UBC Theses and Dissertations
Serine/threonine phosphorylation in Mycobacterium tuberculosis : substrates of PknH kinase Zheng, Xingji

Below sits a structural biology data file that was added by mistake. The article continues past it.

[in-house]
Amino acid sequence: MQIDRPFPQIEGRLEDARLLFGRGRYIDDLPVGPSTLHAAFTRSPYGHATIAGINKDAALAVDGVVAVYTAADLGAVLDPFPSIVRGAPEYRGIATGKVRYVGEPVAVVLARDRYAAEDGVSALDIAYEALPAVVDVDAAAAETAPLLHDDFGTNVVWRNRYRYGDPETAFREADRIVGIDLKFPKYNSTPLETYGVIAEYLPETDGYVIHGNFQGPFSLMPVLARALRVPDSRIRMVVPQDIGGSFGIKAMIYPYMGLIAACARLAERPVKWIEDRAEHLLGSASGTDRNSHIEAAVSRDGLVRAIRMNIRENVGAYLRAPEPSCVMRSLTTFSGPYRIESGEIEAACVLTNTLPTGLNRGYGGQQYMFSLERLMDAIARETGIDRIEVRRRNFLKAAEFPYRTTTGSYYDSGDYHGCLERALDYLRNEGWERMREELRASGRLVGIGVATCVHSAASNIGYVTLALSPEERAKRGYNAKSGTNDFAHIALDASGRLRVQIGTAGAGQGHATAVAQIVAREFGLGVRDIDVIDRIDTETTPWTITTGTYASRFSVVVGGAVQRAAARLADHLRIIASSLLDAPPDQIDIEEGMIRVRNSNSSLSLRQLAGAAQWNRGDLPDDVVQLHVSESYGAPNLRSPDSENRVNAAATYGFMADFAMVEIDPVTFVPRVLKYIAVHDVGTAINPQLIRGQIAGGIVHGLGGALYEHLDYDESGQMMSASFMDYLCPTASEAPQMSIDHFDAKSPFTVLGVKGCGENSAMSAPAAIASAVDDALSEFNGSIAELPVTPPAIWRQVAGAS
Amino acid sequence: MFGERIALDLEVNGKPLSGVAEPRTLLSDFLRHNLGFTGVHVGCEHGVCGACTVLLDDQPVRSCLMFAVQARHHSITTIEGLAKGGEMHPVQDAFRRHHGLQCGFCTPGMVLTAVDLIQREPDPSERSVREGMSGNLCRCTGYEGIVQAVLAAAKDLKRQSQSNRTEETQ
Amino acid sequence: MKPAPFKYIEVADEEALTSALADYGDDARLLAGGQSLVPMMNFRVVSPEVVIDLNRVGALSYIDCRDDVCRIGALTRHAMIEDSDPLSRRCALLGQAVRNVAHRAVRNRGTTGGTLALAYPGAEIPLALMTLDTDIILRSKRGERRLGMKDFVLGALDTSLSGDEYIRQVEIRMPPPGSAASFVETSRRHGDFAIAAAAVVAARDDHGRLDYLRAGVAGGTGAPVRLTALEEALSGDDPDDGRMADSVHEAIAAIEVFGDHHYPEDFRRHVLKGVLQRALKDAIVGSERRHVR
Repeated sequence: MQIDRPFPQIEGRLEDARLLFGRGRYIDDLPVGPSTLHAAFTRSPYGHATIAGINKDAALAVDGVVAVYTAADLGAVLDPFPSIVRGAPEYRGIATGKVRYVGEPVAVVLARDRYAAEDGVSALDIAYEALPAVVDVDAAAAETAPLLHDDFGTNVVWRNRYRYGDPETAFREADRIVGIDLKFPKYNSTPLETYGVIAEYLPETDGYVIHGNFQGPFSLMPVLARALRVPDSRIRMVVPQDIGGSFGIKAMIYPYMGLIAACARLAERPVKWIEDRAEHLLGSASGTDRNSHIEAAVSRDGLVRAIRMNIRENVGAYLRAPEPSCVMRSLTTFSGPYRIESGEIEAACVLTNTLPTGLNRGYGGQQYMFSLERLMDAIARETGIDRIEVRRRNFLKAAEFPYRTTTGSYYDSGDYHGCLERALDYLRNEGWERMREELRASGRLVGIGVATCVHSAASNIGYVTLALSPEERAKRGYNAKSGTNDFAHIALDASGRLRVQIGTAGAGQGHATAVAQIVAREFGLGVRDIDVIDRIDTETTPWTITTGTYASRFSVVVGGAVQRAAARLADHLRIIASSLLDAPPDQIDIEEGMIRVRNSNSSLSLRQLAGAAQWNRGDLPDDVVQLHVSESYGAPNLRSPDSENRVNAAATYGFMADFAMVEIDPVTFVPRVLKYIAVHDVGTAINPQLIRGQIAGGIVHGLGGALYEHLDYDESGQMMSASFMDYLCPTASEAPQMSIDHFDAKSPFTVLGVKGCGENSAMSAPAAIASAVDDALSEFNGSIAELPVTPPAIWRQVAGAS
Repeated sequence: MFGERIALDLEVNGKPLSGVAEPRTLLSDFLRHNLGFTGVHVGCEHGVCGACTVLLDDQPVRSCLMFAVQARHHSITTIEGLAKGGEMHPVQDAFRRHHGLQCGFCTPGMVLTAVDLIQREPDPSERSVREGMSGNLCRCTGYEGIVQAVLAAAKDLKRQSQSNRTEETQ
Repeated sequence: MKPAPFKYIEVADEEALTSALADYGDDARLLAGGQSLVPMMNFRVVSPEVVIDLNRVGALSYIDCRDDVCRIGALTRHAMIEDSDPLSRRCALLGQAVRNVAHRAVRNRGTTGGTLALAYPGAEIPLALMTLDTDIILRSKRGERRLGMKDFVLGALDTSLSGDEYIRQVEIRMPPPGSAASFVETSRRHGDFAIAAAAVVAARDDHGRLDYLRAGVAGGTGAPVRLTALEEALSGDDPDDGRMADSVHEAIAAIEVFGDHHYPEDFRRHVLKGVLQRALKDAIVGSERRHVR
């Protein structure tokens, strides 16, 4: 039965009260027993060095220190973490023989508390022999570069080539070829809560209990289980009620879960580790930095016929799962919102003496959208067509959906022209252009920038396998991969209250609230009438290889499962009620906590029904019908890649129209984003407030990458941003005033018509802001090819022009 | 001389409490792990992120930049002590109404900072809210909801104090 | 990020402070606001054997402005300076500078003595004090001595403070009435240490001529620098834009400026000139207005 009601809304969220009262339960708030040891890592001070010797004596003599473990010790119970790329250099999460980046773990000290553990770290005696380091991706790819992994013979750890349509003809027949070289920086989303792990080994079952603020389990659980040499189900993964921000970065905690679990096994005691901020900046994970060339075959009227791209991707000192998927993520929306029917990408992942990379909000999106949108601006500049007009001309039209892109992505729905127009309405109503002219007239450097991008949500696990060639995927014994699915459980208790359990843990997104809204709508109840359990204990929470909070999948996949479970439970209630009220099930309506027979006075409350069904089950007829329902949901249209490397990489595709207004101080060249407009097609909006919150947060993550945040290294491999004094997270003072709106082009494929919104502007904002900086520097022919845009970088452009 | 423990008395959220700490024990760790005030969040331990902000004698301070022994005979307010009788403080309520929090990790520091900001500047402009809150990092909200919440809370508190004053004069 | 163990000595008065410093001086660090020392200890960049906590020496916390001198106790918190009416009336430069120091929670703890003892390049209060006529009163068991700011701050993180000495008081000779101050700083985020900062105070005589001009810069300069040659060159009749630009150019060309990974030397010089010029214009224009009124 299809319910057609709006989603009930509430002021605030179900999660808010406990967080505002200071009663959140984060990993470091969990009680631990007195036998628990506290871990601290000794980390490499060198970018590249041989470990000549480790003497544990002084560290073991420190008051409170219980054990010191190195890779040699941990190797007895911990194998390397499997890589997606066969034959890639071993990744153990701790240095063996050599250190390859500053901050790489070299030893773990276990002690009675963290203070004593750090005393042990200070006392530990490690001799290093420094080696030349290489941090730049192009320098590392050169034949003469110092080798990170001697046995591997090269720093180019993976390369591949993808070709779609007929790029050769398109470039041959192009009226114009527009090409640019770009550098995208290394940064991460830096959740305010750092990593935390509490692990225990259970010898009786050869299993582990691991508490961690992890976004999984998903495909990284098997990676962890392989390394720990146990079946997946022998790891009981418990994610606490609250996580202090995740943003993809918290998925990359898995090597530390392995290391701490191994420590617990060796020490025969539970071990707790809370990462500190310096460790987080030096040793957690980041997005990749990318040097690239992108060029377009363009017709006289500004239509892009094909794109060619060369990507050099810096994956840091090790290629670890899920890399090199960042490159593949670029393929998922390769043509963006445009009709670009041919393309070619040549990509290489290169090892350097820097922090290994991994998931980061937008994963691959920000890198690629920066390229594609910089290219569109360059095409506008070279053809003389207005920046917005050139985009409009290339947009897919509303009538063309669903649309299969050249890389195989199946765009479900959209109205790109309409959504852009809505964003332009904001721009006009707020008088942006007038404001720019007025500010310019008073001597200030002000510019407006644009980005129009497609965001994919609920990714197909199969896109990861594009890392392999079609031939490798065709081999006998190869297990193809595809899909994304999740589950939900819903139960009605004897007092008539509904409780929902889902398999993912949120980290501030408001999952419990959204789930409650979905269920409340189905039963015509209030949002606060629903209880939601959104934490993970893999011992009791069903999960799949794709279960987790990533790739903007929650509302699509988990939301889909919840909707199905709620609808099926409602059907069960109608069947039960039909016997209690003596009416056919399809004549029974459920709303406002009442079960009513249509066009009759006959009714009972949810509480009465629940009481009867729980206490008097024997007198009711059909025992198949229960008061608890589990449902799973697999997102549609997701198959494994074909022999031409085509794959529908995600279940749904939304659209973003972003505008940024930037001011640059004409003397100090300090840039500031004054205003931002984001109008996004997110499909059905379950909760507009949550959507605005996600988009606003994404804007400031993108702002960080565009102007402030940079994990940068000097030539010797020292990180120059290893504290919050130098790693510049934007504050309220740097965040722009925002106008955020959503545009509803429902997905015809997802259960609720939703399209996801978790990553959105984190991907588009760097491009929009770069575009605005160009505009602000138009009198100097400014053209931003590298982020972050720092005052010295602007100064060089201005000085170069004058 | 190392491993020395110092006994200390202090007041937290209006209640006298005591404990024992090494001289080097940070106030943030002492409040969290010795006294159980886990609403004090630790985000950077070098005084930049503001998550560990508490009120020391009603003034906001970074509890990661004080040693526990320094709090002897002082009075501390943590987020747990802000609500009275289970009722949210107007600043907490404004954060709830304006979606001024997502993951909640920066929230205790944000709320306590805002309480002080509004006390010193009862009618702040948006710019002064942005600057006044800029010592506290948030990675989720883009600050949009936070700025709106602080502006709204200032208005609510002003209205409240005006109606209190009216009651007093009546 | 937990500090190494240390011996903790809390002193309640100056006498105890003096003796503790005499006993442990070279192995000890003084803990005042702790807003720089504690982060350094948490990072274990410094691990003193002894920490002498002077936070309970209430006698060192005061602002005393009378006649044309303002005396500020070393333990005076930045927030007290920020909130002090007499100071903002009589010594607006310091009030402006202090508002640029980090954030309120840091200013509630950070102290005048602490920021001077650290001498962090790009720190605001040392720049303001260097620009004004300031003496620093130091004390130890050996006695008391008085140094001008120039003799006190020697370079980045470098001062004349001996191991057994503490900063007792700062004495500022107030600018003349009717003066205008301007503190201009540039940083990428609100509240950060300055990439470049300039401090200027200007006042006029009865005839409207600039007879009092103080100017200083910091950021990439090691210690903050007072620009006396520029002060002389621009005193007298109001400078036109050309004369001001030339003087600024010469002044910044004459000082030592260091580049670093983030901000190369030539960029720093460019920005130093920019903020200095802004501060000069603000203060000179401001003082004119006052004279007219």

Tuberculosis is a major cause of premature mortality world wide. Nevertheless, we have very limited understanding of the physiology of its causative agent M. tuberculosis. This thesis focuses on M. tuberculosis PknH kinase and signal transduction cascade mediated by it. PknH kinase is a fascinating kinase to study because it was shown to mediate reduced M. tuberculosis growth in vivo through sensing of nitric oxide. Identification of PknH signal transduction cascade can lead to better understanding of M. tuberculosis physiology during infection. The only known phosphorylation substrate of PknH to date is a transcription factor EmbR. It is know to regulate transcription of cell wall production genes. It seemed unlikely that EmbR, the only known PknH substrate, alone can mediate such complex reaction during infection. Therefore, we hypothesized that PknH kinase must phosphorylates multiple substrates, other than EmbR. And the phosphorylation sites on the substrates are similar to the autophosphorylation site on PknH kinase. We were able to visualize 9 PknH specific phospho-proteins by two-dimensional phosphor-proteome analysis. Alternatively, using a bioinformatic approach we predicted 40 potential PknH phosphorylation substrates. Two of the predicted substrates were selected for further studies. In vitro kinase studies concluded both Rv0681 and DacB1 are phosphorylated by PknH kinase, and point mutation studies confirmed that PknH kinase phosphorylates both substrates at predicted sites. We also performed enzyme kinetic studies to compare PknH phosphorylation of 3 different substrates. The results revealed that PknH is able to phosphorylate Rv0681 and DacB1 with much higher enzyme velocity than EmbR; but EmbR exhibited much higher Km value than Rv0681 and DacB1. The results presented in this thesis suggest that DacB1 and Rv0681 are true phosphorylation targets of PknH kinase; and the interaction between kinase and substrates are more complex than we initially thought.
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